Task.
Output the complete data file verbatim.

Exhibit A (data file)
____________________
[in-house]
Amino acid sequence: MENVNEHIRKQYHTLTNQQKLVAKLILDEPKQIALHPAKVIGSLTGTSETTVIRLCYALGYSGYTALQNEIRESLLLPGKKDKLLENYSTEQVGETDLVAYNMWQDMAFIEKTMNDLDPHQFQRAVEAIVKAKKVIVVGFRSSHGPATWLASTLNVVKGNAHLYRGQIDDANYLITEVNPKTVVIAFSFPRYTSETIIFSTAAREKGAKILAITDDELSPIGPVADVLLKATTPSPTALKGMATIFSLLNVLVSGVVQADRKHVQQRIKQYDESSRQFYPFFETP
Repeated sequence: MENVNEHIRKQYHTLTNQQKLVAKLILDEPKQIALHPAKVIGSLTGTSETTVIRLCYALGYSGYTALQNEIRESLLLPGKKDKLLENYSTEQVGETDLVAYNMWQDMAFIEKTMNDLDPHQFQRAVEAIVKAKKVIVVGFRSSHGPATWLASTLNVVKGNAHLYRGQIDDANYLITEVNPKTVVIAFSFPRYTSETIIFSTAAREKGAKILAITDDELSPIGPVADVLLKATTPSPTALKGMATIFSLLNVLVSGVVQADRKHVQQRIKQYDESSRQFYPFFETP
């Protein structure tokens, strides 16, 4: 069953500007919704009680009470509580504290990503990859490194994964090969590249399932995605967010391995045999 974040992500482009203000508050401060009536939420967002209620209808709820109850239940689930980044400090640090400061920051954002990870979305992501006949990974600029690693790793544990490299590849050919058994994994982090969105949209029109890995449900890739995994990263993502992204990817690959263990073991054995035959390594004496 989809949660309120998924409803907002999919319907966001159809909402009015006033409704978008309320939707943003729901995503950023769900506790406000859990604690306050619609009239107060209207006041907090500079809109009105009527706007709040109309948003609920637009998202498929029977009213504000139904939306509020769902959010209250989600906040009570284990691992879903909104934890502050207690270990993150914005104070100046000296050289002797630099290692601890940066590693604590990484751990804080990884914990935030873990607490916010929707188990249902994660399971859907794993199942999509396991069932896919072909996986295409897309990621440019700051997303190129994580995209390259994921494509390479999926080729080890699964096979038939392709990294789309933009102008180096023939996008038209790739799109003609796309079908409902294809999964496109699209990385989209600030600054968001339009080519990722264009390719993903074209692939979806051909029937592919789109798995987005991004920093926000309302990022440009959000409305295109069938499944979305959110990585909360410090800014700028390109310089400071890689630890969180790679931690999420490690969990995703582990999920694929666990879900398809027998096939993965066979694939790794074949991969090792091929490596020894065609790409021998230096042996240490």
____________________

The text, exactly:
[in-house]
Amino acid sequence: MENVNEHIRKQYHTLTNQQKLVAKLILDEPKQIALHPAKVIGSLTGTSETTVIRLCYALGYSGYTALQNEIRESLLLPGKKDKLLENYSTEQVGETDLVAYNMWQDMAFIEKTMNDLDPHQFQRAVEAIVKAKKVIVVGFRSSHGPATWLASTLNVVKGNAHLYRGQIDDANYLITEVNPKTVVIAFSFPRYTSETIIFSTAAREKGAKILAITDDELSPIGPVADVLLKATTPSPTALKGMATIFSLLNVLVSGVVQADRKHVQQRIKQYDESSRQFYPFFETP
Repeated sequence: MENVNEHIRKQYHTLTNQQKLVAKLILDEPKQIALHPAKVIGSLTGTSETTVIRLCYALGYSGYTALQNEIRESLLLPGKKDKLLENYSTEQVGETDLVAYNMWQDMAFIEKTMNDLDPHQFQRAVEAIVKAKKVIVVGFRSSHGPATWLASTLNVVKGNAHLYRGQIDDANYLITEVNPKTVVIAFSFPRYTSETIIFSTAAREKGAKILAITDDELSPIGPVADVLLKATTPSPTALKGMATIFSLLNVLVSGVVQADRKHVQQRIKQYDESSRQFYPFFETP
């Protein structure tokens, strides 16, 4: 069953500007919704009680009470509580504290990503990859490194994964090969590249399932995605967010391995045999 974040992500482009203000508050401060009536939420967002209620209808709820109850239940689930980044400090640090400061920051954002990870979305992501006949990974600029690693790793544990490299590849050919058994994994982090969105949209029109890995449900890739995994990263993502992204990817690959263990073991054995035959390594004496 989809949660309120998924409803907002999919319907966001159809909402009015006033409704978008309320939707943003729901995503950023769900506790406000859990604690306050619609009239107060209207006041907090500079809109009105009527706007709040109309948003609920637009998202498929029977009213504000139904939306509020769902959010209250989600906040009570284990691992879903909104934890502050207690270990993150914005104070100046000296050289002797630099290692601890940066590693604590990484751990804080990884914990935030873990607490916010929707188990249902994660399971859907794993199942999509396991069932896919072909996986295409897309990621440019700051997303190129994580995209390259994921494509390479999926080729080890699964096979038939392709990294789309933009102008180096023939996008038209790739799109003609796309079908409902294809999964496109699209990385989209600030600054968001339009080519990722264009390719993903074209692939979806051909029937592919789109798995987005991004920093926000309302990022440009959000409305295109069938499944979305959110990585909360410090800014700028390109310089400071890689630890969180790679931690999420490690969990995703582990999920694929666990879900398809027998096939993965066979694939790794074949991969090792091929490596020894065609790409021998230096042996240490």